Carlos Boozer and his enormous contract have been the subject of years of media conjecture. Constantly was the question asked: when will the Bulls use their amnesty provision on Boozer?
Back in 2010, the Bulls picked Boozer up from the Utah Jazz with a 5-year $75 million contract. While substantial, this money did not seem totally unreasonable to offer Boozer, a player who had averaged a double-double over the last four seasons and 20-10 in two of those years.
And while his time in Chicago has not been disastrous, it’s become more and more evident that Boozer’s skills are on the wane, turning him into and increasingly overvalued asset.
Last year saw Boozer have one of the worst years of his career, putting up a career low field-goal percentage of 45.6% while averaging less than 15.0 points for the first time in his NBA tenure since his rookie season. With $16.8 million owed to him next season and a more than able replacement in Taj Gibson, the Bulls are finally ready to part ways with Boozer, whether it be through a trade or the use of their amnesty provision.
Joe Cowley of the Chicago Sun-Times reported that Boozer and his camp have been informed that Chicago intend to either move him in a trade or use their amnesty provision on him, claiming that Boozer’s move away from the Windy City is a “done deal”.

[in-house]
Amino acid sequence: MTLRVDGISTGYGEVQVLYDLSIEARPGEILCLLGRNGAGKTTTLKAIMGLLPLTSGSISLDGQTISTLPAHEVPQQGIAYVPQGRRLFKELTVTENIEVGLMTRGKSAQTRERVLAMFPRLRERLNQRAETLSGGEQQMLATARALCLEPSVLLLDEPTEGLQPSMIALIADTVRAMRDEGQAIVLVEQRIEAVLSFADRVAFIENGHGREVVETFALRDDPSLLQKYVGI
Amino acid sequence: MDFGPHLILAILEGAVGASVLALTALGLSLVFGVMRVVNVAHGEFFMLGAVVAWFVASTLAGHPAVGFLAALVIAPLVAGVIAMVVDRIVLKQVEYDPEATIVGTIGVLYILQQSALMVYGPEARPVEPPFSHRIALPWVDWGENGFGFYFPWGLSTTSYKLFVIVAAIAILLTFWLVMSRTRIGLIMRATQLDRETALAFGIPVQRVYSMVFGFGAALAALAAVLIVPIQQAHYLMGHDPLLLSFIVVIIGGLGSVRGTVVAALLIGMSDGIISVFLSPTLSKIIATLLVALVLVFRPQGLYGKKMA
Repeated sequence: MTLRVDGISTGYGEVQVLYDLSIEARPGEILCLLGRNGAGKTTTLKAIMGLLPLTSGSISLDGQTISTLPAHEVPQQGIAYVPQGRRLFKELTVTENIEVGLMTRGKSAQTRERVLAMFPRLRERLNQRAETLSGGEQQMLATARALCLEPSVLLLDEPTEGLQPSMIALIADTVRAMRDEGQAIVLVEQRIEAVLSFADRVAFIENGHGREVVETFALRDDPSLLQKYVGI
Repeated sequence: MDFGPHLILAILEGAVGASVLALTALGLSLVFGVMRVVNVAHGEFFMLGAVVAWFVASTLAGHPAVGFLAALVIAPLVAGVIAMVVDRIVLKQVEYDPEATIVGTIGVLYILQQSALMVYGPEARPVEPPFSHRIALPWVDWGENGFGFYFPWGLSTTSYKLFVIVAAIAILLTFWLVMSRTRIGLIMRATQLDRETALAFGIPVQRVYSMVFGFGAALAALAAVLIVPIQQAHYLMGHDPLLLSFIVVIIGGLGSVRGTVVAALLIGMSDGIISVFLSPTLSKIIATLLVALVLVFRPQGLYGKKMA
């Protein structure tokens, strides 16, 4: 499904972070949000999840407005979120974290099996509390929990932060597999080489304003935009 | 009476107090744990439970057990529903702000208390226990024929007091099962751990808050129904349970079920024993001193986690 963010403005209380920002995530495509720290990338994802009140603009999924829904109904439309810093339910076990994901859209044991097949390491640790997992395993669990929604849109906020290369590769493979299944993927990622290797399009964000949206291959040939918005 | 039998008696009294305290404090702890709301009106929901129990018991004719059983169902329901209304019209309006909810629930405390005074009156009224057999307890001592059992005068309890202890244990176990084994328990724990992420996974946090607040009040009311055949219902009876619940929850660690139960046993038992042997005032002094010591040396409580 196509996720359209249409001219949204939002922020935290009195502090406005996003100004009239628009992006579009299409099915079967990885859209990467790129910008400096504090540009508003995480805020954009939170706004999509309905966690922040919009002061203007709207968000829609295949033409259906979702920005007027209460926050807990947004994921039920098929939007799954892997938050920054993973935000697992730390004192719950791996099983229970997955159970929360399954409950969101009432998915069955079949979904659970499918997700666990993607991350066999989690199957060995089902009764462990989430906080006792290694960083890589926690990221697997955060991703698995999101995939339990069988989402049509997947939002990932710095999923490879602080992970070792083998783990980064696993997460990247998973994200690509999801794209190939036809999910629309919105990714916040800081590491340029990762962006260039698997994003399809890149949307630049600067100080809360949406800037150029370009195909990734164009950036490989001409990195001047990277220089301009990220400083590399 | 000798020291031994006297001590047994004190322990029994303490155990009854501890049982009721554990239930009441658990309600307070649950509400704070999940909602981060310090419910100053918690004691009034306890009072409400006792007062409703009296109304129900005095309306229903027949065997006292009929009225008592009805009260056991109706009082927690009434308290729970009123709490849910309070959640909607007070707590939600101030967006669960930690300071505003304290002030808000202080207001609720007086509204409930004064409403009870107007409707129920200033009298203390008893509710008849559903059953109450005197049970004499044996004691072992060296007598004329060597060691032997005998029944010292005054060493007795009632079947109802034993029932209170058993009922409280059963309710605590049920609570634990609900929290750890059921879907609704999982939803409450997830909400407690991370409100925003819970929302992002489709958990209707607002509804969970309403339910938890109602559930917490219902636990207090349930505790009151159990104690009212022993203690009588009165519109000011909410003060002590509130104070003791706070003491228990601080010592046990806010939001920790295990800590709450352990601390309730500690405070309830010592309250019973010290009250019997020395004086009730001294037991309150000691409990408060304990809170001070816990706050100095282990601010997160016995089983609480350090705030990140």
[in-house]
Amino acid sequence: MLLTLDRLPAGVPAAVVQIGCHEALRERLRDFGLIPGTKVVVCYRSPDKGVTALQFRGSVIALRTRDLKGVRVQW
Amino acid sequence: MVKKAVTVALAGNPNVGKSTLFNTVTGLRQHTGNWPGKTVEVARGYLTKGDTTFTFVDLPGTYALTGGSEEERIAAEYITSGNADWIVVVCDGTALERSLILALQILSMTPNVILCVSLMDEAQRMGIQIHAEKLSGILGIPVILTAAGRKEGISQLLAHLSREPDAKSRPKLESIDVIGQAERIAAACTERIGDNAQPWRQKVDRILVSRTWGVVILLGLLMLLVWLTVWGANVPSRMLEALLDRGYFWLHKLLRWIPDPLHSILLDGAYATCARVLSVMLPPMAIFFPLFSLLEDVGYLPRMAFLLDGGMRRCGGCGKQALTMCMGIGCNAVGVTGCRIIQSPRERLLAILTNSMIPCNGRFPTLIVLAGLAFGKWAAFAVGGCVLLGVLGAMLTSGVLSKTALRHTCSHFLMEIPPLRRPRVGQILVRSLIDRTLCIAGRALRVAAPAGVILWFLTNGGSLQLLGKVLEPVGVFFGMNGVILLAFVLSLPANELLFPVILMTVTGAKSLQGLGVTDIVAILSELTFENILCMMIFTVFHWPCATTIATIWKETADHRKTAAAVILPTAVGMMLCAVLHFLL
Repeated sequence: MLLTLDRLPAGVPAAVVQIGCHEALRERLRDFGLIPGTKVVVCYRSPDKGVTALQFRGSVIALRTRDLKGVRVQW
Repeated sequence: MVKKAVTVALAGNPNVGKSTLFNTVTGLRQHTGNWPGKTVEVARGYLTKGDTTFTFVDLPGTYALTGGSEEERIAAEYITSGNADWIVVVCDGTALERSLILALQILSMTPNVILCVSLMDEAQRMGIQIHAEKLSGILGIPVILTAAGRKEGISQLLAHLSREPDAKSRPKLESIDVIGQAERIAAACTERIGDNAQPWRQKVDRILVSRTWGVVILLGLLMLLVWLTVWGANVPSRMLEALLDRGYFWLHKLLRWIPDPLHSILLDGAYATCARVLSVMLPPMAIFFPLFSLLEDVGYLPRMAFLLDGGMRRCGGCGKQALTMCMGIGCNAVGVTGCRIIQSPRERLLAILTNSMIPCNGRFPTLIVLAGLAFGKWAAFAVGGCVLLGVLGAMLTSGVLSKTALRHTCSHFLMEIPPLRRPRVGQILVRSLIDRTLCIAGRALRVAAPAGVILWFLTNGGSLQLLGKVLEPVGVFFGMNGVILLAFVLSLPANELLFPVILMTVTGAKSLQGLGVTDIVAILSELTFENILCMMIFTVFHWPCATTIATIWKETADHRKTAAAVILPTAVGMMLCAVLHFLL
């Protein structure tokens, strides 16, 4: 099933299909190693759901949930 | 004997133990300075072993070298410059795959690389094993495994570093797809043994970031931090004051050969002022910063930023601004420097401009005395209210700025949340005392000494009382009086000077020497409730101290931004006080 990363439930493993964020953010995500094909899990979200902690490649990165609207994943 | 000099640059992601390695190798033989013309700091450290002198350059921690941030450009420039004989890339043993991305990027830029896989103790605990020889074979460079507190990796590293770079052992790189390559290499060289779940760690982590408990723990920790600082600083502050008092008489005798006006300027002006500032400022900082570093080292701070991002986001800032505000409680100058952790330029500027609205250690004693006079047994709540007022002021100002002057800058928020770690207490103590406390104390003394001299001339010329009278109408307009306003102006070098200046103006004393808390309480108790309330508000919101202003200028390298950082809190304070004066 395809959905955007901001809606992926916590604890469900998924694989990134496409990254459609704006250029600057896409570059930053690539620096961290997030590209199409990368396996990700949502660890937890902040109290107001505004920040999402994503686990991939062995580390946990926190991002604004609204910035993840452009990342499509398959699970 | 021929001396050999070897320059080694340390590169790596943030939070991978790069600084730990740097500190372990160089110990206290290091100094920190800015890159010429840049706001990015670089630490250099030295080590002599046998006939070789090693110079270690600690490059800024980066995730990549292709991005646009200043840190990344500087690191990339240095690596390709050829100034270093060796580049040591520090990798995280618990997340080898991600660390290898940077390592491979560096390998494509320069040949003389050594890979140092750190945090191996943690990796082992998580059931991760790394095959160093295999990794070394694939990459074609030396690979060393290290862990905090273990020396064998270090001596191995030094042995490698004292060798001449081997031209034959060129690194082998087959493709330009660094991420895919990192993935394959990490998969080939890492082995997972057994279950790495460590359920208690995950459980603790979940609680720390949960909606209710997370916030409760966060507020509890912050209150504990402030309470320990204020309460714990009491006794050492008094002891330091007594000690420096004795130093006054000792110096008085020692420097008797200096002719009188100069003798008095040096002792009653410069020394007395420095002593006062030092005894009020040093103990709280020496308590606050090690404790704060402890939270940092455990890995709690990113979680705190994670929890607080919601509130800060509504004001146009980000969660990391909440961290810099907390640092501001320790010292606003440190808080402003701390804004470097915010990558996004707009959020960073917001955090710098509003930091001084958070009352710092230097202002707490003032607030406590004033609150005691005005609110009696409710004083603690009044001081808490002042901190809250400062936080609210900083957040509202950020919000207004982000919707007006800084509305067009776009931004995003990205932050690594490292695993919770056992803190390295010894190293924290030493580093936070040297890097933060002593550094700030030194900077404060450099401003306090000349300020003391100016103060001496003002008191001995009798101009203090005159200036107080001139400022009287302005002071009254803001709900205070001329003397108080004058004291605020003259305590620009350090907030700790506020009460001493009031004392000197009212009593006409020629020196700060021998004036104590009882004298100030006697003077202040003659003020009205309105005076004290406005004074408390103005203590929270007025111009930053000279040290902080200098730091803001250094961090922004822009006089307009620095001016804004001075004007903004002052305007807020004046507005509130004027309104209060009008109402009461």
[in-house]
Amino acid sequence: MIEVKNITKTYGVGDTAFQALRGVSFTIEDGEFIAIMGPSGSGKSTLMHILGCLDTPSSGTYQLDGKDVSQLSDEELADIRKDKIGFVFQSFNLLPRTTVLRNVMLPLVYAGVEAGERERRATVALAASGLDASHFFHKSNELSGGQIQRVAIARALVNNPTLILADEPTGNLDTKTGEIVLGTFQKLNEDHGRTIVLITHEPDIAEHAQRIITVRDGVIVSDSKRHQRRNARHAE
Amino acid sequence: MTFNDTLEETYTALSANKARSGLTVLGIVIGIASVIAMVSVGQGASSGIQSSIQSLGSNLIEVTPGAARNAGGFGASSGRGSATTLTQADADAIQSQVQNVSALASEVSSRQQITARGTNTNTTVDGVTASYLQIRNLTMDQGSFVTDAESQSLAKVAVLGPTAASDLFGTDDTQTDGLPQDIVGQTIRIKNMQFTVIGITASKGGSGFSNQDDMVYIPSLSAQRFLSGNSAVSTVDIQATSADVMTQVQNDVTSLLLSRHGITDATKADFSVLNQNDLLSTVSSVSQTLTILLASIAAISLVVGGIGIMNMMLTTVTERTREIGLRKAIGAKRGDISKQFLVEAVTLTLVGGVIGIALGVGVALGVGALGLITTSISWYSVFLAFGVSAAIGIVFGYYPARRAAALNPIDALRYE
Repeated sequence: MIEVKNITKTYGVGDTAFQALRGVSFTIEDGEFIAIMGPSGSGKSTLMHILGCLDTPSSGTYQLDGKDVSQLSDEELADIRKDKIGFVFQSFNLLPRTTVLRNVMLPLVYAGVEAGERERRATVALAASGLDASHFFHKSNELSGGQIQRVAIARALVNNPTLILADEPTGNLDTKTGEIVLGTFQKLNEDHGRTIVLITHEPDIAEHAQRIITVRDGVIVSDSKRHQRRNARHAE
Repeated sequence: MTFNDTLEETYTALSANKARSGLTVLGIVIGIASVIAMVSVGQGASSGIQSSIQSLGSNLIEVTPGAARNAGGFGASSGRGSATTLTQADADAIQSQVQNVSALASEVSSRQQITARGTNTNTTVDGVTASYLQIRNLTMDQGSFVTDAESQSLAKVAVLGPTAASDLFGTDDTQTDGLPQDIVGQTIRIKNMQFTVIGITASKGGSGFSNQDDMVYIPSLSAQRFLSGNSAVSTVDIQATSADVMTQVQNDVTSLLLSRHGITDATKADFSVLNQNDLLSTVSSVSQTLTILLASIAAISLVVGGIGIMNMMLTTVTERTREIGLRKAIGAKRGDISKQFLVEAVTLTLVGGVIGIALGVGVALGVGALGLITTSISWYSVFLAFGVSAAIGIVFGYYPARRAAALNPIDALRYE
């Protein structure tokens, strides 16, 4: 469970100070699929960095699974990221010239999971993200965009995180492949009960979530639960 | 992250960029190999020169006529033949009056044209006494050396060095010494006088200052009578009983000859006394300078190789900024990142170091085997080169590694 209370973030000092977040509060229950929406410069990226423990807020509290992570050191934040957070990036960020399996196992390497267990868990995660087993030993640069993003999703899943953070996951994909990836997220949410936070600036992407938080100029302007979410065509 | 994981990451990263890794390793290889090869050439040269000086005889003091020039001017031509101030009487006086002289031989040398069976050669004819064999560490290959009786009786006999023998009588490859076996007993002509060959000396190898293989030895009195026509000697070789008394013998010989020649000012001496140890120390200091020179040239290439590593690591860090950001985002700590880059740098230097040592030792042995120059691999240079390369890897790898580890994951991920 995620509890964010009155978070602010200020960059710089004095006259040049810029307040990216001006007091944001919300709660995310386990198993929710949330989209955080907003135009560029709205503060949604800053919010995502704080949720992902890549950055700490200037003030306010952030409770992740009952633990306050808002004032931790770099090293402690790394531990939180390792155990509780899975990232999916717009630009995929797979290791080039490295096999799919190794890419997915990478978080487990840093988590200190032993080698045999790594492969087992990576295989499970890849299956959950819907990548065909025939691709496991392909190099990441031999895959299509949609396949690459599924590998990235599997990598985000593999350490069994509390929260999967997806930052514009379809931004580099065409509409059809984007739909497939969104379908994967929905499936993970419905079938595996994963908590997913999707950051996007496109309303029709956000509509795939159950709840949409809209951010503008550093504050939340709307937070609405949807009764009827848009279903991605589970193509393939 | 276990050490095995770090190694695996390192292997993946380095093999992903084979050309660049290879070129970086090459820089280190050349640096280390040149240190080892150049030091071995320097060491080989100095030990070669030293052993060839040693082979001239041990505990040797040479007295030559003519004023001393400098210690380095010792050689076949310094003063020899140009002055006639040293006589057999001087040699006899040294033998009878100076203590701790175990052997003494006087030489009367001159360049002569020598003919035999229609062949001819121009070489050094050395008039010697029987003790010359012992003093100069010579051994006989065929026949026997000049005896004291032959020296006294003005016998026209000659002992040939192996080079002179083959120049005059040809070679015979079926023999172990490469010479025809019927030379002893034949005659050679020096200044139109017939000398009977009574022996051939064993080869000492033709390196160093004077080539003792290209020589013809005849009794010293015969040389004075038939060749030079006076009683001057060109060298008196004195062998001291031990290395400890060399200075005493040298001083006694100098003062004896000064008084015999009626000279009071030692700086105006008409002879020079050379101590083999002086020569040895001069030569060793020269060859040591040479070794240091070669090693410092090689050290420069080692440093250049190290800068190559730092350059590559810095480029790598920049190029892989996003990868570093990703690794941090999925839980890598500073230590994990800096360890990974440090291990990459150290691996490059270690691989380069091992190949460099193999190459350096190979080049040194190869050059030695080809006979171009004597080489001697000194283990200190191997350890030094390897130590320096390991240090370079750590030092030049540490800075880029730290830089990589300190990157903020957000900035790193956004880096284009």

Given that the Bulls have until mid-July to execute the use of the amnesty provision, it’s likely that they’ll continue to shop Boozer in attempt to move in a trade. However, it’s unlikely that the Bulls will want to take in any salary that doesn’t belong to either Kevin Love or Carmelo Anthony and with neither the Timberwolves nor the Knicks willing to take Boozer, the use of the amnesty provision is becoming inevitable.
The amnesty provision is a rule built into the league’s Collective Bargaining Agreement that allows teams to use a one-time option that removes a player’s salary from the team’s salary cap and sees that player become an unrestricted free agent.
With Chicago in the hunt for the biggest names in the NBA market this summer, it’s unsurprising that they’re looking to get Boozer’s contract off of the books.